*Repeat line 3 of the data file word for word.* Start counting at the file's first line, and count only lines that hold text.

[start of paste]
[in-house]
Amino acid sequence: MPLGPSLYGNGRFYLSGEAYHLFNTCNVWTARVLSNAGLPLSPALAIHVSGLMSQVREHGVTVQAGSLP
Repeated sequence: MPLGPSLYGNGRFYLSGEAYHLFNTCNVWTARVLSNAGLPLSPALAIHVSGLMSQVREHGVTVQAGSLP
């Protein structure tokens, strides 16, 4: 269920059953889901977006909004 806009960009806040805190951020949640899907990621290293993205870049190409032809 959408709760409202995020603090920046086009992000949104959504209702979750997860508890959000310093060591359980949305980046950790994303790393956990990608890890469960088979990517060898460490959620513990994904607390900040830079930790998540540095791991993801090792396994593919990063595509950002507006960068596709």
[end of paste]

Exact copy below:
Repeated sequence: MPLGPSLYGNGRFYLSGEAYHLFNTCNVWTARVLSNAGLPLSPALAIHVSGLMSQVREHGVTVQAGSLP